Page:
Spring: great for wildflowers—and for weeds. We have a wide selection in our region, and villain of the month this November is Briza maxima. Quaking grass. Blowfly grass. Bee grass. And many other names. It’s a native of the Mediterranean lands—North Africa, the Middle East and Southern Europe. It’s been naturalised widely around the world in tolerant habitats, and seems to have come to Australia with pasture grasses, and as a garden ornamental.

Briza maxima, Cobblers Gully, November 5: it's an attractive grass--and it's a pest.

Briza maxima, Cobblers Gully, November 5: it’s an attractive grass–and it’s a pest.

A quick check on Google will yield numerous websites telling you what a wonderful plant it is for the garden, and you can even buy seeds on Ebay, shipped from Canada. This is one of the weird things about our culture: some people plant them, others have to worry about the consequences. Who was it who said gardeners have done more damage to our environment than miners?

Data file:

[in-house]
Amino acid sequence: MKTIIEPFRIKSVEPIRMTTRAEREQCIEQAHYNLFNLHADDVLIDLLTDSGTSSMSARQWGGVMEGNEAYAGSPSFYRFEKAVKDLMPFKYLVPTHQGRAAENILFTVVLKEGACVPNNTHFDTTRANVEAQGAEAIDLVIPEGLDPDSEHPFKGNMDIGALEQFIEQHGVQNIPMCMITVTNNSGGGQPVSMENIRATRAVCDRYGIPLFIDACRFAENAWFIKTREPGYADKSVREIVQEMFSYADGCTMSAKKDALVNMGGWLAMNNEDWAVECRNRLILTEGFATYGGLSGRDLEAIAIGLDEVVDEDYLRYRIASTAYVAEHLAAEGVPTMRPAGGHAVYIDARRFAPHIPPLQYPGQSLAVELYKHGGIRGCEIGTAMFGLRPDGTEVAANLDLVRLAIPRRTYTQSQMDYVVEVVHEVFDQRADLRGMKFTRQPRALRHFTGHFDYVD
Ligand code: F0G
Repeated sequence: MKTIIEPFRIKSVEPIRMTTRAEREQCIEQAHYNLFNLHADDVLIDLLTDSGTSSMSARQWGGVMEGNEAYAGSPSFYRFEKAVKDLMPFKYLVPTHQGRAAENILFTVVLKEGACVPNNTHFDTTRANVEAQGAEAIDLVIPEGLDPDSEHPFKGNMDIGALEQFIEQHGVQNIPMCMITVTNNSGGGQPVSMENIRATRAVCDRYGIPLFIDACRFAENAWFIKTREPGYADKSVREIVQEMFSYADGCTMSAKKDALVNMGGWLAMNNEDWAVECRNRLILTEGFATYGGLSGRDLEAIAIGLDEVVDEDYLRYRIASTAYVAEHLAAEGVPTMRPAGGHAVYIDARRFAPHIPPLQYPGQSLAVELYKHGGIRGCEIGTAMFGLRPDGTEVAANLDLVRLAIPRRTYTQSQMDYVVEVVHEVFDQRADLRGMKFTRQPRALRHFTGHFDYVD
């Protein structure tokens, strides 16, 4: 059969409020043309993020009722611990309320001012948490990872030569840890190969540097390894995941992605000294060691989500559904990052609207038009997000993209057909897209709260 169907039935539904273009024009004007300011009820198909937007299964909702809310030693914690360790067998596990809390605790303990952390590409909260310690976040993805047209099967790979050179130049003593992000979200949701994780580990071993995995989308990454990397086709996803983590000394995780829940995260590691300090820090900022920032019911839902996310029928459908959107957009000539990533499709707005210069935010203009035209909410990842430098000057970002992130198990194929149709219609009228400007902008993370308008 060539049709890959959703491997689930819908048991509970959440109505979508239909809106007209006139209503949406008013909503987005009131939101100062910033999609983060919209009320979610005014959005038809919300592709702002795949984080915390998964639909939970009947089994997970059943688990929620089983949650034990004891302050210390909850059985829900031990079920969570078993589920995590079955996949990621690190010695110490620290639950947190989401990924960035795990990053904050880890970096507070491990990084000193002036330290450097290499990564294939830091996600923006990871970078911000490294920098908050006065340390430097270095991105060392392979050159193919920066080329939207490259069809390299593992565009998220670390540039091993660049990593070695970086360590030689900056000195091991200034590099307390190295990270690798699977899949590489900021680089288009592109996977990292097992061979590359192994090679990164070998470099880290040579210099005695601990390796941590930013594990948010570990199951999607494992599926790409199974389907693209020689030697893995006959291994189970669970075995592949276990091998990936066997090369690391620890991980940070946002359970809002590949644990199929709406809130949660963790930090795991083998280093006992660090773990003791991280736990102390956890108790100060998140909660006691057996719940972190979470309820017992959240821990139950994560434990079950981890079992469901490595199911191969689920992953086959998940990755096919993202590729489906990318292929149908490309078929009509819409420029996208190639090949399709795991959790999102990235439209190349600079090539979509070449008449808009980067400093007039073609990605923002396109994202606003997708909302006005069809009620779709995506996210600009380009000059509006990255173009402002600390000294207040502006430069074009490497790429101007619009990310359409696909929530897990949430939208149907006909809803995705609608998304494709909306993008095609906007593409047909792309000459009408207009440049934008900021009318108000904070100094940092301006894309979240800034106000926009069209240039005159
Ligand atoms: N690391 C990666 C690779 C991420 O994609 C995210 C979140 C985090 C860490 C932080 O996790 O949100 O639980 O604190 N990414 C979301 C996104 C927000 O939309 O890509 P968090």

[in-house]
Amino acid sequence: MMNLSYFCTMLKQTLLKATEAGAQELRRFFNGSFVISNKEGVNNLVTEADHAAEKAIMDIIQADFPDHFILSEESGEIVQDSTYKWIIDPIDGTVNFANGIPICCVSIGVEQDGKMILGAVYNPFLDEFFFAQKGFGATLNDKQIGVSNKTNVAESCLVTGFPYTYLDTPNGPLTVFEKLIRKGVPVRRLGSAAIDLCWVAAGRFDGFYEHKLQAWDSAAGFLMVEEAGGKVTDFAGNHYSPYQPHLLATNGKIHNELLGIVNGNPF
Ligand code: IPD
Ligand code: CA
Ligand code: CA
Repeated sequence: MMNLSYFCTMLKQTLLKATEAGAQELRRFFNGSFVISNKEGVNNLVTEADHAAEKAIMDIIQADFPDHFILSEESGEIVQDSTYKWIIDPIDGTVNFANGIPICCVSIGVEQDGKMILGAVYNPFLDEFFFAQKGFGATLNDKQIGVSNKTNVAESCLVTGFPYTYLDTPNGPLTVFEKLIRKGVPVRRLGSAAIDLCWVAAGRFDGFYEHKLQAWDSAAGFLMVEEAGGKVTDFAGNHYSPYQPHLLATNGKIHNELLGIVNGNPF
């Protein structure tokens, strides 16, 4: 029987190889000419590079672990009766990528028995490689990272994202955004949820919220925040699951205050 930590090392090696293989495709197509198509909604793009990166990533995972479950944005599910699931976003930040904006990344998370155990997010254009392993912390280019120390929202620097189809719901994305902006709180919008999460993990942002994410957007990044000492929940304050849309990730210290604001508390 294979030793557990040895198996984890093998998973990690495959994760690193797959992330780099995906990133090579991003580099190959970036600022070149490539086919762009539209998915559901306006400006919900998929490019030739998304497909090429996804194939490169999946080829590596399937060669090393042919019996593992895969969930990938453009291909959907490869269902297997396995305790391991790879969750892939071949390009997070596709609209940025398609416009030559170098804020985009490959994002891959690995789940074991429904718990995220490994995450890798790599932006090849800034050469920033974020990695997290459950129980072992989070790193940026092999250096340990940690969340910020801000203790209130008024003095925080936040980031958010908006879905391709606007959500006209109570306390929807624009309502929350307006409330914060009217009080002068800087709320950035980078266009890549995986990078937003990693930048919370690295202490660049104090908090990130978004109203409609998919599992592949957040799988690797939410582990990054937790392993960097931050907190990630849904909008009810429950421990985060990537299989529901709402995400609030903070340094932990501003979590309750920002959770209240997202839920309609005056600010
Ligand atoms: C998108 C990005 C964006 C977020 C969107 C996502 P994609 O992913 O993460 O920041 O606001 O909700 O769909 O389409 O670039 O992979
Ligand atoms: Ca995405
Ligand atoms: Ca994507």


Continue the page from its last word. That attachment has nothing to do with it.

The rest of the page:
B. maxima is serious environmental weed in Victoria, particularly the goldfields. Attractive though it is, it has the same problem as other weeds: it’s a bully. It forms dense clumps of hundreds of plants per square metre, excluding other plants and decreasing the diversity and richness of species. In our region it’s been said to compete with Sweet Bursaria, host plant of the Eltham Copper butterfly. We’re not sure about that one.

It gets into home gardens too. Fortunately, it can be easily pulled out–but it’s best to do it before those attractive seed heads fall.

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